IKEA has priced its furniture even lower in India to lure customers to its first store in the country this week.
The company is pulling out all the stops to make the store a success, including having a 150-person assembly team at the Hyderabad location, after research showed that many consumers in the local market would not want to assemble furniture on their own.
Beyond assembly services, the new location will also stock products that are geared toward the preferences of the local market. It will offer lunchboxes that can accommodate multi-course meals, as well as mattresses with coconut fibers. In addition, the store’s restaurant will offer chicken or vegetable meatballs, as local consumers don’t eat pork or beef.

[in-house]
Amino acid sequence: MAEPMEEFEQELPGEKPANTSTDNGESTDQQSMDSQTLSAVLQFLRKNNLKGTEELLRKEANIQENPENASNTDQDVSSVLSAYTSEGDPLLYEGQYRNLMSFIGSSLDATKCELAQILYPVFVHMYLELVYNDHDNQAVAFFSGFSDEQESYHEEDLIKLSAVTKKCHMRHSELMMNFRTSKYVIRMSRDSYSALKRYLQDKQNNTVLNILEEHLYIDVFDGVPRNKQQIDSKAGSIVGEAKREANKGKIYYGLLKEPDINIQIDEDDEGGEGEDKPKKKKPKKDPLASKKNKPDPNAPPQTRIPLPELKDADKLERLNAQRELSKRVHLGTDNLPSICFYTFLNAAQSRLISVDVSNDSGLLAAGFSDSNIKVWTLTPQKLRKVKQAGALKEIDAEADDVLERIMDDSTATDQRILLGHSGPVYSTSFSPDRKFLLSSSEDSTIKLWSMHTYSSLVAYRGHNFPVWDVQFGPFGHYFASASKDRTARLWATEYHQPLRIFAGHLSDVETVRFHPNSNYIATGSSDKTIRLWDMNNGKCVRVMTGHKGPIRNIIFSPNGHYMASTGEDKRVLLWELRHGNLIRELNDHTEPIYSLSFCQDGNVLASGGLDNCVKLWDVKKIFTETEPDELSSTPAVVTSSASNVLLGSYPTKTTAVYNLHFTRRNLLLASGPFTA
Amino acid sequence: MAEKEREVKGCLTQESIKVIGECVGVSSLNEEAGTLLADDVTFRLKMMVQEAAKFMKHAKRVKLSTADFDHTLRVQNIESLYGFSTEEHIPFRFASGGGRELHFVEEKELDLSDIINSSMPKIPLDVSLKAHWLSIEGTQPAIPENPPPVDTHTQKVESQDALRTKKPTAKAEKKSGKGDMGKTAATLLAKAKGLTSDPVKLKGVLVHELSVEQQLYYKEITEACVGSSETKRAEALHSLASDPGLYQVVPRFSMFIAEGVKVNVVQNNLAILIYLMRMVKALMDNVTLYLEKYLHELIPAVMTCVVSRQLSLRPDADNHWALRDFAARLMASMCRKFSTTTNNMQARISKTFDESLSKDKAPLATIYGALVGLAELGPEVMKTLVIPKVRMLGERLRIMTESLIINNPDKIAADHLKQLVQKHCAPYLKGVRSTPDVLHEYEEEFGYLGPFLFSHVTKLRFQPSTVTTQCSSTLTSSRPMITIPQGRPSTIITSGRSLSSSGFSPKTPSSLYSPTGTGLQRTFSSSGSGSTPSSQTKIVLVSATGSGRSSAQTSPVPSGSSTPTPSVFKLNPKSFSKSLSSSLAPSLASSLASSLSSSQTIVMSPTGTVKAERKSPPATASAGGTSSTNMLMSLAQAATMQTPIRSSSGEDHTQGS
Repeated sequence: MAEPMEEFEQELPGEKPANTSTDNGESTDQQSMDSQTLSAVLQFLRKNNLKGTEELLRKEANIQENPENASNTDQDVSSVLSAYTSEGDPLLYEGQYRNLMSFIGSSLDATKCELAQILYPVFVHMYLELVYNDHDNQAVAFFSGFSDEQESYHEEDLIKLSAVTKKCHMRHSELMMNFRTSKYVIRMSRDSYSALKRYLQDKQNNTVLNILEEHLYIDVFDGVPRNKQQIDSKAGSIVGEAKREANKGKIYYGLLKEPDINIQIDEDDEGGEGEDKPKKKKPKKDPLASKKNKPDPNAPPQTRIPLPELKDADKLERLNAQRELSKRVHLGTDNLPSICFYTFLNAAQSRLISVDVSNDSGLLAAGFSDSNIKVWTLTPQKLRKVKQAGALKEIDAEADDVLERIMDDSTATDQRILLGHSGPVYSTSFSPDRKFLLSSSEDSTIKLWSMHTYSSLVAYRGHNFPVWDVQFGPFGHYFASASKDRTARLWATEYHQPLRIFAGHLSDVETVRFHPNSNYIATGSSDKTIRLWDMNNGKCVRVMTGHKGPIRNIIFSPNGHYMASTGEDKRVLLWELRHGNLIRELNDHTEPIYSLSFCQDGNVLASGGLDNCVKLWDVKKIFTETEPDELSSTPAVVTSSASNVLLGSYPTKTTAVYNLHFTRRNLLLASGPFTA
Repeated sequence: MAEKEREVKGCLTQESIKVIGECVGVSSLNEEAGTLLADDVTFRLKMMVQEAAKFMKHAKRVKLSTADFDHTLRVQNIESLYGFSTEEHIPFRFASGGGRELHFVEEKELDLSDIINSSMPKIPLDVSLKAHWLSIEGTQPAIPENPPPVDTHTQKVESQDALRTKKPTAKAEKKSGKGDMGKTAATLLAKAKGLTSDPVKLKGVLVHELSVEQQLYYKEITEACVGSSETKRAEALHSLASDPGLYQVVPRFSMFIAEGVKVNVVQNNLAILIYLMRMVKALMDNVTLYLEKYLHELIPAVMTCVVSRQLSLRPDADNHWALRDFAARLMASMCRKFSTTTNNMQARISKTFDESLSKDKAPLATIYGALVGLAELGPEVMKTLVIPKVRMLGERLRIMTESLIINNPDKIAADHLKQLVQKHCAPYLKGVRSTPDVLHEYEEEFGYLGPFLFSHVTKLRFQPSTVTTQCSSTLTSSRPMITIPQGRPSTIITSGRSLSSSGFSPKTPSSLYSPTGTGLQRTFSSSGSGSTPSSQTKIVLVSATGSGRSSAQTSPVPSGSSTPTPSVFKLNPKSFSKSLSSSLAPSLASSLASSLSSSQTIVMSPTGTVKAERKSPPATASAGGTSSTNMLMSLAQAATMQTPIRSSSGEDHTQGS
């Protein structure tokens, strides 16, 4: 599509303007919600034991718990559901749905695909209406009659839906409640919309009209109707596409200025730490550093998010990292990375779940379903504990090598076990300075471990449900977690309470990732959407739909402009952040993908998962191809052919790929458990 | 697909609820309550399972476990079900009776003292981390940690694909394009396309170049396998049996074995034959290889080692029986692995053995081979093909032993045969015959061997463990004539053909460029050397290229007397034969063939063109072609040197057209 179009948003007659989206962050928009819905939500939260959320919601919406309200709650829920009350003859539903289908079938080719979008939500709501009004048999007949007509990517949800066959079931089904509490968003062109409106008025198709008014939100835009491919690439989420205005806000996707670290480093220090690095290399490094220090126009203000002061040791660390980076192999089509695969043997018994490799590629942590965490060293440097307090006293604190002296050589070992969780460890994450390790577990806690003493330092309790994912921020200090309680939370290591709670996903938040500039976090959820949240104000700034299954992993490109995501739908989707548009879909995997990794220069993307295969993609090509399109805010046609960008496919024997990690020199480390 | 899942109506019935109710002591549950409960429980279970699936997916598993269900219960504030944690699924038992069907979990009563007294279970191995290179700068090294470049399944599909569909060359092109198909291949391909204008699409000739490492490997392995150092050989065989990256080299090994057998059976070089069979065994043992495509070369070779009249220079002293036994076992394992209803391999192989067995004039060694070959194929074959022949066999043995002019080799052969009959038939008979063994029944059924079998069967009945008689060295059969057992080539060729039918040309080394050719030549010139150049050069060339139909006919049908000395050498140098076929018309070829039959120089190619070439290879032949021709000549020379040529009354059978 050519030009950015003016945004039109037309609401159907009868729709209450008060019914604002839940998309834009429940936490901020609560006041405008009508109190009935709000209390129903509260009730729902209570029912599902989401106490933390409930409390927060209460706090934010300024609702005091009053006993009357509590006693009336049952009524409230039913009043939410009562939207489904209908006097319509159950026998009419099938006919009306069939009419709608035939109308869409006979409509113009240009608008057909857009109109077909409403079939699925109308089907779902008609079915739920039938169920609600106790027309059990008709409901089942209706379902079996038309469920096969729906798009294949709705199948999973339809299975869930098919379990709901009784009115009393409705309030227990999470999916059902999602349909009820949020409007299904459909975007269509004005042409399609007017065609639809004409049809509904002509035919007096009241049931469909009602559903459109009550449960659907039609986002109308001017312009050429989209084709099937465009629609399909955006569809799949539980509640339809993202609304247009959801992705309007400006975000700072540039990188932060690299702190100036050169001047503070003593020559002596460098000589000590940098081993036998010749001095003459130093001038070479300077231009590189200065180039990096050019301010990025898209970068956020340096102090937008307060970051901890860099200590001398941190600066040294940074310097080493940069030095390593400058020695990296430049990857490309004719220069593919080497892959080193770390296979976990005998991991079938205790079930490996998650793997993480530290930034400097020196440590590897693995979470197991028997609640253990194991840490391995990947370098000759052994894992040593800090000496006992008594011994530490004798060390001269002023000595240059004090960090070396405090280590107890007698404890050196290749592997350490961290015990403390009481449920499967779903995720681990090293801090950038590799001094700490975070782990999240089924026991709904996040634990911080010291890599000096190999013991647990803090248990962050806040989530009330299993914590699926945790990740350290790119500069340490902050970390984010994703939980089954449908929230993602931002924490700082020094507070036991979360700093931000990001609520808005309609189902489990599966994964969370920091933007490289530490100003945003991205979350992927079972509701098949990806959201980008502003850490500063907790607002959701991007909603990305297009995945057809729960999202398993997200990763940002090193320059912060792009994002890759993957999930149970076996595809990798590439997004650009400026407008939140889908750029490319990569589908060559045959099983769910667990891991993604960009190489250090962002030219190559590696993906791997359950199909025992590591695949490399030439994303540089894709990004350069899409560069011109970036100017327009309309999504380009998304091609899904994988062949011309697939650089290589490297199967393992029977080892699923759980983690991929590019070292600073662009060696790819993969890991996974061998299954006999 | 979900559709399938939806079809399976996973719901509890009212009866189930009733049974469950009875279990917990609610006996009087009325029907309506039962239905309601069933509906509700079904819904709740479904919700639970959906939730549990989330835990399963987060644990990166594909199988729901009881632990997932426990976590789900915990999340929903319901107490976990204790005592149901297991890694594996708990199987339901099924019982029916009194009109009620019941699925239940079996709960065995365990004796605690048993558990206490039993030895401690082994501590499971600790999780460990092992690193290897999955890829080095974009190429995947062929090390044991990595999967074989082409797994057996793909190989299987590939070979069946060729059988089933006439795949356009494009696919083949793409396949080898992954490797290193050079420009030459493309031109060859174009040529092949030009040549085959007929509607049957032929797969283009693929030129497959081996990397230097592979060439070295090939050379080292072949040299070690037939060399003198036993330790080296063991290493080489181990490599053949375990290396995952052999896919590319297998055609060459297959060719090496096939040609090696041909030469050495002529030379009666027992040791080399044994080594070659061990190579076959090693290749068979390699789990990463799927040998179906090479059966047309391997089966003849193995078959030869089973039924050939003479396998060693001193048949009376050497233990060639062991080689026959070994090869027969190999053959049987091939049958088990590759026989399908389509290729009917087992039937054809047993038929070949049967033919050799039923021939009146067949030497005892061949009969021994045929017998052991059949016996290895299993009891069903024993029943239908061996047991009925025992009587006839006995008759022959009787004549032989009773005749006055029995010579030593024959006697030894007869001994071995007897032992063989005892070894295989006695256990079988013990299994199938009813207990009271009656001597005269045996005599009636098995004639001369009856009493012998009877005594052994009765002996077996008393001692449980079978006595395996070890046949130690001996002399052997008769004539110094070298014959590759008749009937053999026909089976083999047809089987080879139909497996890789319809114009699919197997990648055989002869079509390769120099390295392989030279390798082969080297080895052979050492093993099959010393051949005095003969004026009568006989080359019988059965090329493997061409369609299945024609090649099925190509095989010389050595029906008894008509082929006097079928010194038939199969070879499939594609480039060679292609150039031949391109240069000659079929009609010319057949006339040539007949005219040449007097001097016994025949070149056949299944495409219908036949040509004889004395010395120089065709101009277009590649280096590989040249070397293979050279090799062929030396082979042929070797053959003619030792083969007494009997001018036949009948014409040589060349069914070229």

And according to Reuters, 1,000 of the items, including some cutlery and stuffed toys, will be priced at less than 200 rupees ($2.91).
IKEA isn’t just scaling back on prices. Known for its huge warehouse-style stores, the retailer is in the early stages of moving globally toward smaller, inner-city showrooms. The initial plan for India was to open 25 traditional stores by 2025, but the country will now get some of the smaller outlets.
IKEA India Finance Chief Preet Dhupar revealed that in Mumbai, where the next traditional store is planned for summer 2019, a city-center format could open in the same year. And in Bengaluru, the first traditional store, planned for 2020, could be preceded by a city-center format.
And although the company has said it could take years to reach major profits in India, a higher number of locally sourced goods will help eliminate high import costs. In fact, regulation states that IKEA must source at least 30 percent of materials locally within five years of starting operations – and it already sources about a fifth of its global supplies from India.
“This is the moment of truth,” Juvencio Maeztu, IKEA’s deputy chief executive, has said. “India is an opportunity to make the next 75 years of IKEA.”